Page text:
If you look too quickly, you might miss it. Tucked behind bus stops in abandoned parking spaces, in pots on apartment balconies, or hanging out in the middle of a public park – urban agriculture is a growing trend taking over our cities.
The FAO defines urban agriculture as the “growing of plants or livestock within and around cities” (Taguchi and Santini, 2019, p. 14). Urban agriculture occurs on a much smaller scale than the farms we are used to seeing. Households and communities often engage in urban agriculture to produce their own food, rather than make a profit (Taguchi and Santini, 2019, p. 14). Different forms of urban agriculture projects include community gardens, green roofs, vertical farms, urban chickens, urban beekeeping, urban aquaculture, and small scale farming (Solderholm, 2015, p. 45). Those living in urban areas without access to farmers’ markets may miss out on the opportunity to consume sustainably produced food.
To learn more about urban agriculture, I spoke with Ayla Fenton from the Loving Spoonful organization in Kingston, Ontario. Ayla is a wealth of knowledge and has been working in food sovereignty and food security projects for almost 10 years. Loving Spoonful is a grassroots program in Kingston that connects people to good food that is socially and environmentally sustainable. In the past, Loving Spoonful has worked to reduce food waste and improve access to adequate food for low-income community members in Kingston through the programs they run (Fenton, 2021). In 2016, Loving Spoonful established the Kingston Community Garden Network (Fenton, 2021). The network consists of 35 community gardens focused on pollinators, seed saving, and food production (Fenton, 2021). All the community gardens rely on volunteers to operate. All gardens also practice ecologically sound methods of growing food (Fenton, 2021). The community gardens follow organic gardening principles — meaning the gardens use no synthetic pesticides or fertilizers; maximize water conservation, support native pollinators, and reuse resources (Fenton, 2021). These practices all factor into the larger effort of urban agriculture, as Ayla notes, which helps reduce food waste in our food systems and reduce the carbon footprint of what we consume by lessening our dependency on globalized food systems.
“Our global food systems are responsible for 30% of greenhouse gas emissions,” Ayla explains (Fenton, 2021). The way that we grow, process, and distribute food from far away regions, with complicated lines of production, processing and transportation, often leads to a serious ecological impact. Mass farming negatively impacts soil health through excessive use of water, fertilizer, insecticides, and monoculture crops. This both reduces the overall health of the soil and its ability to sequester carbon (Nogueira Cardoso et al., 2013, p. 278), and makes regions more susceptible to the spread of diseases and climate change disasters like floods or drought (Hutchinson et al., 2018, p. 4-5; Foley et al., 2005, p. 572). Moreover, land-use changes that transform meadows and forests into agricultural fields disrupt local native flora and fauna, reduce forest cover, and release stored carbon into the air by tilling the land (Foley et al., 2005, p. 570-572). That’s before food even leaves the farm and travels thousands of miles on greenhouse gas-emitting trucks to reach processing plants, distribution warehouses, supermarkets, and finally consumers. To have any hope of saving the planet, we need to dramatically reform our food systems. Urban agriculture is a key tool that can help us become less dependent on unsustainable food systems, and consume more sustainably produced food.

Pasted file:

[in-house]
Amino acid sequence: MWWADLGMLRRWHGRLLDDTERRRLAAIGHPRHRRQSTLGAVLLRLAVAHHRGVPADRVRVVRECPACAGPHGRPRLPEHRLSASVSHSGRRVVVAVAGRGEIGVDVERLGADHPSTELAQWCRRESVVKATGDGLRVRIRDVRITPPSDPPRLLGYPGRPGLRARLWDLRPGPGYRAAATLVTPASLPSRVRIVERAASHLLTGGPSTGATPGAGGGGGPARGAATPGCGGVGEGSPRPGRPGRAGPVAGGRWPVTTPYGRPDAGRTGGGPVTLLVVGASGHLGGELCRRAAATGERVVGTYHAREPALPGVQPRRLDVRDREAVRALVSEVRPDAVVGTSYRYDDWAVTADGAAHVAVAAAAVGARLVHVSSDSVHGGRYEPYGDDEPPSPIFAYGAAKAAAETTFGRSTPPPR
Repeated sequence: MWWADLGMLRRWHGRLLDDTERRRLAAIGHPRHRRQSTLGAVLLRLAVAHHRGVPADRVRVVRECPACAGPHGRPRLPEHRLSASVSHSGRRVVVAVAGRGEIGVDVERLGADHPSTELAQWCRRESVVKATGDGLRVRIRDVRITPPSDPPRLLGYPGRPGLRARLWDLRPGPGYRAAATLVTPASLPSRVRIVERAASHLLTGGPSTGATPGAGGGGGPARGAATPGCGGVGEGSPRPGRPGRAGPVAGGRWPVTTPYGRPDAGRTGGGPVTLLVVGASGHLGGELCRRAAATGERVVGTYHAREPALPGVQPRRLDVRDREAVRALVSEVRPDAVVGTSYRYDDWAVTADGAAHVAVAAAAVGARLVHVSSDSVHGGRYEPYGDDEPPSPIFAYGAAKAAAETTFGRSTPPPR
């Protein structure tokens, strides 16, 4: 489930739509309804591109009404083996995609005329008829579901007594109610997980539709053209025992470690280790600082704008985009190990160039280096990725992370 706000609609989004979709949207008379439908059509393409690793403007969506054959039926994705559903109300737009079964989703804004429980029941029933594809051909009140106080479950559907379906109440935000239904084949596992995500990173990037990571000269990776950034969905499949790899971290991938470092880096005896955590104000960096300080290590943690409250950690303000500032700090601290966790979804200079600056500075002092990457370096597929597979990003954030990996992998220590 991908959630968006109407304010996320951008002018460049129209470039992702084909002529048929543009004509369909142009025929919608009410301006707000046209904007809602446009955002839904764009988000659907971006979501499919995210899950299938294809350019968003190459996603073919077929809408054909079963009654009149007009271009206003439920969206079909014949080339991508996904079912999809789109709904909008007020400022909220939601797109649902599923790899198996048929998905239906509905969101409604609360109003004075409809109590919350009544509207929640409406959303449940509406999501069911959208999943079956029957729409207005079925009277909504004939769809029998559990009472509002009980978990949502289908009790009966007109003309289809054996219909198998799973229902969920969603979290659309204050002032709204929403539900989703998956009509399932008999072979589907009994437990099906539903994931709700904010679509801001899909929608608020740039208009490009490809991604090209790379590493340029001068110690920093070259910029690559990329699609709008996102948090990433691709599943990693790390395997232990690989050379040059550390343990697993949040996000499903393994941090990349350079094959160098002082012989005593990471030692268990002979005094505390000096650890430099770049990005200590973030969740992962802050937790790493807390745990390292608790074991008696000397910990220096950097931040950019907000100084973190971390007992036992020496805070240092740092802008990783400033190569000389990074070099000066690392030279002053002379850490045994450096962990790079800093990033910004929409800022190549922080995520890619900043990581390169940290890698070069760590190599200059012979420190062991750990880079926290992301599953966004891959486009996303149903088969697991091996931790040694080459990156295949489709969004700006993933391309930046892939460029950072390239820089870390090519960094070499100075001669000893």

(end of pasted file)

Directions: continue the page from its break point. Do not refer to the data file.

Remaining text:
Urban agriculture not only helps with mitigating climate change by reducing agricultural and food production related GHG emissions, but it also helps communities adapt to climate change. Urban agriculture projects within communities create more resilient urban food systems. As Ayla points out, COVID-19 has demonstrated how major climate change-related disasters can disrupt our global food systems and leave many without reliable access to food (Fenton, 2021). By growing food locally, we can create food systems in urban communities that are less vulnerable to major shocks like natural disasters that will occur more frequently as climate change intensifies.
If you’re interested in getting involved in urban agriculture, Ayla recommends finding out if your community has an urban garden to volunteer with via the Community Food Centre Canada Network. While Loving Spoonful is Kingston-based, communities big and small across Canada have also taken up urban agriculture projects. If there isn’t a community garden in your hometown, don’t fret! Community gardens are fairly easy to establish. Ayla says, “In most communities, there is always an abundance of green space…talk with local landowners that have unused green space about converting the land into a community garden” (Fenton 2021).
This article was written in partnership with Ayla Fenton from Loving Spoonful. If you are interested in learning more about Loving Spoonful, visit their website here: https://www.lovingspoonful.org/. To find urban gardens near you, check out the Community Food Centre Canada’s list of partners here: https://cfccanada.ca/en/Our-Work/Community- Food-Centres/Our-Community-Food-Centres?Page=1
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Images Source: Lovin Spoonful. (2021).